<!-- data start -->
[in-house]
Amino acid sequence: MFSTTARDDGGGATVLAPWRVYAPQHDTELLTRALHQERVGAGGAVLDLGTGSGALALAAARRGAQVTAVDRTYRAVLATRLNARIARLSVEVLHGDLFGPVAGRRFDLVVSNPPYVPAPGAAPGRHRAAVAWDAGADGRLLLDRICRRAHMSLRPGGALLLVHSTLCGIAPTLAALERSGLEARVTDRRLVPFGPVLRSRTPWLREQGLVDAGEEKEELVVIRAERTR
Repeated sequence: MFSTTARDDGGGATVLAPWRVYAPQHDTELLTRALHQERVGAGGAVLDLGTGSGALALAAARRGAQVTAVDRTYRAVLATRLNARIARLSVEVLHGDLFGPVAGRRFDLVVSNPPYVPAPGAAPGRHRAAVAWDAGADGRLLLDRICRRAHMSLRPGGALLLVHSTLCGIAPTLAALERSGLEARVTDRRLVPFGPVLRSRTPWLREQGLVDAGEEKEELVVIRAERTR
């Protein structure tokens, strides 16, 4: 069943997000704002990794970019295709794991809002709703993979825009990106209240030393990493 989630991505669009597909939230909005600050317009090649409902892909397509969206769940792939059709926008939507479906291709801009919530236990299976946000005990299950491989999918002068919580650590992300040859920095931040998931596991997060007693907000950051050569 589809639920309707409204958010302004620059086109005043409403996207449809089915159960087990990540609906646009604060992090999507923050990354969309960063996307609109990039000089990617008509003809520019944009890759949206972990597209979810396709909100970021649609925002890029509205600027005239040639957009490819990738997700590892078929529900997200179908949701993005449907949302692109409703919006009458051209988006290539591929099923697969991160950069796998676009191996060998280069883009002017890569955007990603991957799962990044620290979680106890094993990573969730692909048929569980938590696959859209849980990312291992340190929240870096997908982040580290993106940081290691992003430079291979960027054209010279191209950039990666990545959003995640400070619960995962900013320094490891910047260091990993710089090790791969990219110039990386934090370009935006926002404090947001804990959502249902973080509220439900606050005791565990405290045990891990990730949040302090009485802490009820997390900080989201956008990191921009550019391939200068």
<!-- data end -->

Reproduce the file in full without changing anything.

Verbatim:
[in-house]
Amino acid sequence: MFSTTARDDGGGATVLAPWRVYAPQHDTELLTRALHQERVGAGGAVLDLGTGSGALALAAARRGAQVTAVDRTYRAVLATRLNARIARLSVEVLHGDLFGPVAGRRFDLVVSNPPYVPAPGAAPGRHRAAVAWDAGADGRLLLDRICRRAHMSLRPGGALLLVHSTLCGIAPTLAALERSGLEARVTDRRLVPFGPVLRSRTPWLREQGLVDAGEEKEELVVIRAERTR
Repeated sequence: MFSTTARDDGGGATVLAPWRVYAPQHDTELLTRALHQERVGAGGAVLDLGTGSGALALAAARRGAQVTAVDRTYRAVLATRLNARIARLSVEVLHGDLFGPVAGRRFDLVVSNPPYVPAPGAAPGRHRAAVAWDAGADGRLLLDRICRRAHMSLRPGGALLLVHSTLCGIAPTLAALERSGLEARVTDRRLVPFGPVLRSRTPWLREQGLVDAGEEKEELVVIRAERTR
């Protein structure tokens, strides 16, 4: 069943997000704002990794970019295709794991809002709703993979825009990106209240030393990493 989630991505669009597909939230909005600050317009090649409902892909397509969206769940792939059709926008939507479906291709801009919530236990299976946000005990299950491989999918002068919580650590992300040859920095931040998931596991997060007693907000950051050569 589809639920309707409204958010302004620059086109005043409403996207449809089915159960087990990540609906646009604060992090999507923050990354969309960063996307609109990039000089990617008509003809520019944009890759949206972990597209979810396709909100970021649609925002890029509205600027005239040639957009490819990738997700590892078929529900997200179908949701993005449907949302692109409703919006009458051209988006290539591929099923697969991160950069796998676009191996060998280069883009002017890569955007990603991957799962990044620290979680106890094993990573969730692909048929569980938590696959859209849980990312291992340190929240870096997908982040580290993106940081290691992003430079291979960027054209010279191209950039990666990545959003995640400070619960995962900013320094490891910047260091990993710089090790791969990219110039990386934090370009935006926002404090947001804990959502249902973080509220439900606050005791565990405290045990891990990730949040302090009485802490009820997390900080989201956008990191921009550019391939200068």